Atherosclerosis - A Silent Killer
Atherosclerosis, the disease underlying coronary heart disease, often begins early in life and involves the formation of a build-up, called plaques, inside the heart’s arteries. The disease is asymptomatic, meaning without symptoms, and unfortunately for many people chest pain or a heart attack is the first symptom of this disease – and in some cases the only symptom.
As you are reading this page, you almost certainly fall into one of the following categories:
A: You, or a dear one, have been diagnosed as having atherosclerosis, high cholesterol or heart disease.
B: You haven’t been diagnosed as being at risk of heart disease, but you want to live a longer healthier life.
Well, it doesn’t really matter which category you actually fit, the important thing is that we ALL owe it to ourselves to take care of our health and reduce the risk of arterosclerosis and heart disease as much as possible.
Due to the gradual formation of the build-up in the arteries, the first symptoms occur long after the disease is well established. Often, for approximately 33% of people suffering from arterosclerosis, the first heart attack is fatal. Heart disease, as is commonly known, is the most common form of death in the modern world. In the USA alone, heart disease takes away around half a million people each and every year.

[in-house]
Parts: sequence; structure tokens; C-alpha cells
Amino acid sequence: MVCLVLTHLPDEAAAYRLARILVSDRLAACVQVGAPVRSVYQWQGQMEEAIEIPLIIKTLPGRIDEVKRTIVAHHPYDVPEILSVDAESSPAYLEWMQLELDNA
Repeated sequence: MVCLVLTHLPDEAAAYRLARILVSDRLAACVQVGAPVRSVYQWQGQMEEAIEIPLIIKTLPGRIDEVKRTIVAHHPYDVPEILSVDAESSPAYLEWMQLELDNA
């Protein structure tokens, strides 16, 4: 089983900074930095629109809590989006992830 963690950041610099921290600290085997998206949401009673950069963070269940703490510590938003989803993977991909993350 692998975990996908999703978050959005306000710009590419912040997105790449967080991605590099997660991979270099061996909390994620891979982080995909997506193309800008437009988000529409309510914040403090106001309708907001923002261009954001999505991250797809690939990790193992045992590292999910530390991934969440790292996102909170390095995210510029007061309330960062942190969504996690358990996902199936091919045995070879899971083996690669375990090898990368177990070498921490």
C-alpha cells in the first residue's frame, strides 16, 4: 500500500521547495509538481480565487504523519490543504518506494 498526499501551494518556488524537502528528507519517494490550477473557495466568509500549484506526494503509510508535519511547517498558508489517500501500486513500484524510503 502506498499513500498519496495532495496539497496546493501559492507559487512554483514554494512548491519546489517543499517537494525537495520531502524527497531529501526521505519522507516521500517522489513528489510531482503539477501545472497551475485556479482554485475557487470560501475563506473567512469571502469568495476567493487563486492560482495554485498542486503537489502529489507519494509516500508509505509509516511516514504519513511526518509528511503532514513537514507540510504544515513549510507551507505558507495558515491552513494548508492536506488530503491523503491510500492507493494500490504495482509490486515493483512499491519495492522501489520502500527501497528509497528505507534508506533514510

A common definition for the disease is:
A hardening of the arteries, wherein cholesterol, fat, and other substances in the blood build up along the inside walls of the arteries. As the process continues, the arteries to the heart may narrow, cutting down the flow of oxigen-rich blood and nutrients to the heart muscle, or myocardium.
Over the years medical research has clearly shown that a high total cholesterol count is an important marker, or risk factor, for developing heart disease. A total cholesterol profile is made up of the “bad” LDL cholesterol, the “good” HDL cholesterol and triglycerides. It is now common knowledge that controlling cholesterol can reduce the risk of heart disease and can also improve the life expectancy of people already diagnosed with heart disease.
Living a healthy lifestyle is extremely important if you wish to control your cholesterol levels. Remember, only two thirds of people that suffer a heart attack get a second chance to do something about it. Throughout our site you will find information and links to external sites, that will help you control your cholesterol, fight the battle against atherosclerosis and heart disease and live a longer healthier life.
Click here to What is a Heart Attack to find more information about the causes, risks, and prevention of heart attacks. Or
to find questions and answers about cholesterol.
To go to the top of the page, hit the link: atherosclerosis
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